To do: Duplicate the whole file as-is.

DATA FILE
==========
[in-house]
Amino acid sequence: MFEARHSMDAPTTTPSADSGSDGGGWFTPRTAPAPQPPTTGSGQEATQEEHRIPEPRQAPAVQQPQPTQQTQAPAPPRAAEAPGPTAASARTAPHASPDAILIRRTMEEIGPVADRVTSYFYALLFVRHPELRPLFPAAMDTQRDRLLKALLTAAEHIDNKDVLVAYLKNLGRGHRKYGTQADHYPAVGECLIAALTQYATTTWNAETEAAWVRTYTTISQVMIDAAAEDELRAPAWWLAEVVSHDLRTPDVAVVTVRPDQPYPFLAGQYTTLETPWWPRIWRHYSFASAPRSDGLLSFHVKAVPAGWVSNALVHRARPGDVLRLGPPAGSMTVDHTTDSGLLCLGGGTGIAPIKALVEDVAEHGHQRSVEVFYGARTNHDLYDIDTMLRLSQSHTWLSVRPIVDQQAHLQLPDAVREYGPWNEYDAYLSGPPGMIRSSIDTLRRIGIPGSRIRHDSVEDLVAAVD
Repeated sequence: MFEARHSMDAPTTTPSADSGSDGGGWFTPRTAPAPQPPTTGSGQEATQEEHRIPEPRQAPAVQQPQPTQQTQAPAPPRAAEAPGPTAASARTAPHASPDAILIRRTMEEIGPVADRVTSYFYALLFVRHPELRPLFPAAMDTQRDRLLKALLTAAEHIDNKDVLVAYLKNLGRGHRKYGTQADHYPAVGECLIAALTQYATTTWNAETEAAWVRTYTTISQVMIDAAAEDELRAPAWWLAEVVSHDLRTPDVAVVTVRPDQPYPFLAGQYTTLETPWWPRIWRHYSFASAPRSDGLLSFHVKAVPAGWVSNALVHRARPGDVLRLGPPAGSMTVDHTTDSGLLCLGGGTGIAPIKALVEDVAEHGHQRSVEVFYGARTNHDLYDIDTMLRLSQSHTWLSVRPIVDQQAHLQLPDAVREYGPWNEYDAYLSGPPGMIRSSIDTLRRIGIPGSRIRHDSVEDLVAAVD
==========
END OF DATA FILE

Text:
[in-house]
Amino acid sequence: MFEARHSMDAPTTTPSADSGSDGGGWFTPRTAPAPQPPTTGSGQEATQEEHRIPEPRQAPAVQQPQPTQQTQAPAPPRAAEAPGPTAASARTAPHASPDAILIRRTMEEIGPVADRVTSYFYALLFVRHPELRPLFPAAMDTQRDRLLKALLTAAEHIDNKDVLVAYLKNLGRGHRKYGTQADHYPAVGECLIAALTQYATTTWNAETEAAWVRTYTTISQVMIDAAAEDELRAPAWWLAEVVSHDLRTPDVAVVTVRPDQPYPFLAGQYTTLETPWWPRIWRHYSFASAPRSDGLLSFHVKAVPAGWVSNALVHRARPGDVLRLGPPAGSMTVDHTTDSGLLCLGGGTGIAPIKALVEDVAEHGHQRSVEVFYGARTNHDLYDIDTMLRLSQSHTWLSVRPIVDQQAHLQLPDAVREYGPWNEYDAYLSGPPGMIRSSIDTLRRIGIPGSRIRHDSVEDLVAAVD
Repeated sequence: MFEARHSMDAPTTTPSADSGSDGGGWFTPRTAPAPQPPTTGSGQEATQEEHRIPEPRQAPAVQQPQPTQQTQAPAPPRAAEAPGPTAASARTAPHASPDAILIRRTMEEIGPVADRVTSYFYALLFVRHPELRPLFPAAMDTQRDRLLKALLTAAEHIDNKDVLVAYLKNLGRGHRKYGTQADHYPAVGECLIAALTQYATTTWNAETEAAWVRTYTTISQVMIDAAAEDELRAPAWWLAEVVSHDLRTPDVAVVTVRPDQPYPFLAGQYTTLETPWWPRIWRHYSFASAPRSDGLLSFHVKAVPAGWVSNALVHRARPGDVLRLGPPAGSMTVDHTTDSGLLCLGGGTGIAPIKALVEDVAEHGHQRSVEVFYGARTNHDLYDIDTMLRLSQSHTWLSVRPIVDQQAHLQLPDAVREYGPWNEYDAYLSGPPGMIRSSIDTLRRIGIPGSRIRHDSVEDLVAAVD